The first document in a court action is called the Originating Document. It is the Petition or Application and it has to be served on your Ex by personal service, but you cannot do this yourself. You must arrange for someone else, usually the sheriff, to do it for you. Personal service includes:

  • individual service (hand delivery) to your Ex by a person other than yourself;
  • delivery to your Ex's lawyer (if the lawyer has instructions from your Ex to receive documents);
  • registered mail (frustrating if your Ex will not pick up registered letters).

All other documents, like affidavits and replies, may be by alternate delivery (registered mail, fax, or courier). You will have to show it was delivered. If you send something by mail, you need independent proof that it was delivered, such as a signed delivery notice. If you fax a document, keep the fax confirmation sheet. The person who delivers a document in person needs to have the person who receives the document sign and date an acknowledgement. To date, email is not an acceptable way of serving documents.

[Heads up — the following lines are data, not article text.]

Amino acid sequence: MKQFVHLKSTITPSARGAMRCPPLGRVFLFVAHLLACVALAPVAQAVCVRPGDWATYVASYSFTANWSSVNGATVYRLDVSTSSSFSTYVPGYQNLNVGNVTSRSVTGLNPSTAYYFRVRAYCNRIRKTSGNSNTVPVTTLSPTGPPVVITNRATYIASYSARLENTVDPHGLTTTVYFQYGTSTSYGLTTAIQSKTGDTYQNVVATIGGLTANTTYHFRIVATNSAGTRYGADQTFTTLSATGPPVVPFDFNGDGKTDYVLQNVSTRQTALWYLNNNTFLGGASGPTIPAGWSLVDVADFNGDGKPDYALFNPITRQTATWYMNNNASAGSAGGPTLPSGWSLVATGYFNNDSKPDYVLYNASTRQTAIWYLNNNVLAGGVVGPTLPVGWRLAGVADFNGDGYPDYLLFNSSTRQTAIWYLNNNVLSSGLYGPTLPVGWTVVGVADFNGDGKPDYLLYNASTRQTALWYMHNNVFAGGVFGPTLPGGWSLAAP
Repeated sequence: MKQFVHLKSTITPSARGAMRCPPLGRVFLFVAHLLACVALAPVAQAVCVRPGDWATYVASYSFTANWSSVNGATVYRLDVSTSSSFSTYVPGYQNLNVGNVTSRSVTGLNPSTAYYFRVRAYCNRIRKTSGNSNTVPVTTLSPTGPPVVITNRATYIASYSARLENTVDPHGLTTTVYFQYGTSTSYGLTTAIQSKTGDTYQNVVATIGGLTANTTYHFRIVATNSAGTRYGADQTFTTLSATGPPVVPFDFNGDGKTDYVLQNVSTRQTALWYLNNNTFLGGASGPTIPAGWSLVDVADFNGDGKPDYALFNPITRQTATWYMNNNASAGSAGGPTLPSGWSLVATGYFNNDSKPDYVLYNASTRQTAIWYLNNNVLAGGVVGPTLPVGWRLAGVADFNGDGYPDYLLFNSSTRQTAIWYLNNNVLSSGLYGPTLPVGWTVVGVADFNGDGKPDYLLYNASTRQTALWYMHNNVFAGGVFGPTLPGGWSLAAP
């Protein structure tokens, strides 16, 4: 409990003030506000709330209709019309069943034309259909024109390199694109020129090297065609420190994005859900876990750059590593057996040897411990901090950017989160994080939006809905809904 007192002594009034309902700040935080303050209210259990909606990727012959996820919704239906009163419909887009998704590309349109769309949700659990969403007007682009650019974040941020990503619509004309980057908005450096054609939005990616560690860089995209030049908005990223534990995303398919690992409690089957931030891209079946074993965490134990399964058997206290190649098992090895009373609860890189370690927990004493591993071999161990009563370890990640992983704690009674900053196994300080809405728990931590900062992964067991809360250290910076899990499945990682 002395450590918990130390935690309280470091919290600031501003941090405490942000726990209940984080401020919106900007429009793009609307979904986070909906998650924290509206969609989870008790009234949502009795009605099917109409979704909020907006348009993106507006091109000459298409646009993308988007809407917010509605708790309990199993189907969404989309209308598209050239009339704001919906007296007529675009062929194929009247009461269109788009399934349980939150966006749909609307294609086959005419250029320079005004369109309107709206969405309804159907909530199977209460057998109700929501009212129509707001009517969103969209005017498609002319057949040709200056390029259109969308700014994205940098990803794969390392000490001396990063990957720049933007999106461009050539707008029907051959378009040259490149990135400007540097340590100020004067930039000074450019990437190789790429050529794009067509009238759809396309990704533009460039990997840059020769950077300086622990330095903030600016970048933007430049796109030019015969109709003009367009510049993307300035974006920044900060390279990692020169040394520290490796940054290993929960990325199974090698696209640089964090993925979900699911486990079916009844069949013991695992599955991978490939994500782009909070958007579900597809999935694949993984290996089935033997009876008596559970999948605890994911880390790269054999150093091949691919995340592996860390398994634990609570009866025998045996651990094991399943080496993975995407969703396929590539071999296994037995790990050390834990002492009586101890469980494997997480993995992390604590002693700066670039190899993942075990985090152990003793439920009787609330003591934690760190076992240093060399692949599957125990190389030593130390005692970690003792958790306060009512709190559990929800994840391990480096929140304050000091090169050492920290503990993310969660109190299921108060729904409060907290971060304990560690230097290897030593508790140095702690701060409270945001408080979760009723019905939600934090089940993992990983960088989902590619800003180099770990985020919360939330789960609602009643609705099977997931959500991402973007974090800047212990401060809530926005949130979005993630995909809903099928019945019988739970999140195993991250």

A trusted friend may serve the document, or you can hire a process server. If your claim includes a custody issue you must also serve the Director of Child Protection.

You must serve the Originating Document (the Application or Petition) on your Ex within 6 months of filing the document in court.

Completing and Filing Court Forms

A lot of information is needed to complete these documents. The information is requested on the forms for a reason and you should not ignore any part. You have to address the specific issue the question is about. For example, there are several questions for details about your children. If you have no children, put this in your answer. You must say that there is no chance of reconciliation, even though this seems obvious to you. The judge has to hear your statement (or see that you have sworn to it in writing). When completing the forms, be as thorough and as clear as you can. Focus on the question being asked. Some court forms must be sworn before a Commissioner of Oaths.

If there are forms for these documents, they give a good idea of what information to include. Some examples are: